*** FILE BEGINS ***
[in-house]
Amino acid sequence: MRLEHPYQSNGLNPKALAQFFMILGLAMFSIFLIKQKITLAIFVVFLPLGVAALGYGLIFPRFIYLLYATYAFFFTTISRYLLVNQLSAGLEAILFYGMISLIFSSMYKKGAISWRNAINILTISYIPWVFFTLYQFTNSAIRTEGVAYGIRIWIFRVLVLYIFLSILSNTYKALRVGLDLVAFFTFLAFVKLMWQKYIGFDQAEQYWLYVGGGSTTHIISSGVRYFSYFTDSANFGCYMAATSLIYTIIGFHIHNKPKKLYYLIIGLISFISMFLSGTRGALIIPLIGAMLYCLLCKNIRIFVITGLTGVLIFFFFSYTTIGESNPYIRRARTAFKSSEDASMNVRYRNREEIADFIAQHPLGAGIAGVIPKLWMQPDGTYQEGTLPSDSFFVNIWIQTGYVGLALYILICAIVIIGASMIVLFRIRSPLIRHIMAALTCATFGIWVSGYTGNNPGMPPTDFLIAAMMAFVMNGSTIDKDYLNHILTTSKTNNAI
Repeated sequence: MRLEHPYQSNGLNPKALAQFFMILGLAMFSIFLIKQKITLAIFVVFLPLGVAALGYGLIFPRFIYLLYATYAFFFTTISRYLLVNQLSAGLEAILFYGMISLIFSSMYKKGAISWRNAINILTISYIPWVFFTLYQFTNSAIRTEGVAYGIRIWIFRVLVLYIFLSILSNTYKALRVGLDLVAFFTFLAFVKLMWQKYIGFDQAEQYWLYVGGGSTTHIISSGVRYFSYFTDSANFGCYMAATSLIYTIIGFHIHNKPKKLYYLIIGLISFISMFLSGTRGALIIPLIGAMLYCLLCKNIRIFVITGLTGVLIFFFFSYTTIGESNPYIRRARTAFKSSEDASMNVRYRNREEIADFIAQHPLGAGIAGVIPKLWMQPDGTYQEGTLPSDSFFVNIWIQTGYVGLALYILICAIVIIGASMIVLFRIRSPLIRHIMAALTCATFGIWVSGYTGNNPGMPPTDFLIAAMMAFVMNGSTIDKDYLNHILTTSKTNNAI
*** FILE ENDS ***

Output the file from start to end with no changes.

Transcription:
[in-house]
Amino acid sequence: MRLEHPYQSNGLNPKALAQFFMILGLAMFSIFLIKQKITLAIFVVFLPLGVAALGYGLIFPRFIYLLYATYAFFFTTISRYLLVNQLSAGLEAILFYGMISLIFSSMYKKGAISWRNAINILTISYIPWVFFTLYQFTNSAIRTEGVAYGIRIWIFRVLVLYIFLSILSNTYKALRVGLDLVAFFTFLAFVKLMWQKYIGFDQAEQYWLYVGGGSTTHIISSGVRYFSYFTDSANFGCYMAATSLIYTIIGFHIHNKPKKLYYLIIGLISFISMFLSGTRGALIIPLIGAMLYCLLCKNIRIFVITGLTGVLIFFFFSYTTIGESNPYIRRARTAFKSSEDASMNVRYRNREEIADFIAQHPLGAGIAGVIPKLWMQPDGTYQEGTLPSDSFFVNIWIQTGYVGLALYILICAIVIIGASMIVLFRIRSPLIRHIMAALTCATFGIWVSGYTGNNPGMPPTDFLIAAMMAFVMNGSTIDKDYLNHILTTSKTNNAI
Repeated sequence: MRLEHPYQSNGLNPKALAQFFMILGLAMFSIFLIKQKITLAIFVVFLPLGVAALGYGLIFPRFIYLLYATYAFFFTTISRYLLVNQLSAGLEAILFYGMISLIFSSMYKKGAISWRNAINILTISYIPWVFFTLYQFTNSAIRTEGVAYGIRIWIFRVLVLYIFLSILSNTYKALRVGLDLVAFFTFLAFVKLMWQKYIGFDQAEQYWLYVGGGSTTHIISSGVRYFSYFTDSANFGCYMAATSLIYTIIGFHIHNKPKKLYYLIIGLISFISMFLSGTRGALIIPLIGAMLYCLLCKNIRIFVITGLTGVLIFFFFSYTTIGESNPYIRRARTAFKSSEDASMNVRYRNREEIADFIAQHPLGAGIAGVIPKLWMQPDGTYQEGTLPSDSFFVNIWIQTGYVGLALYILICAIVIIGASMIVLFRIRSPLIRHIMAALTCATFGIWVSGYTGNNPGMPPTDFLIAAMMAFVMNGSTIDKDYLNHILTTSKTNNAI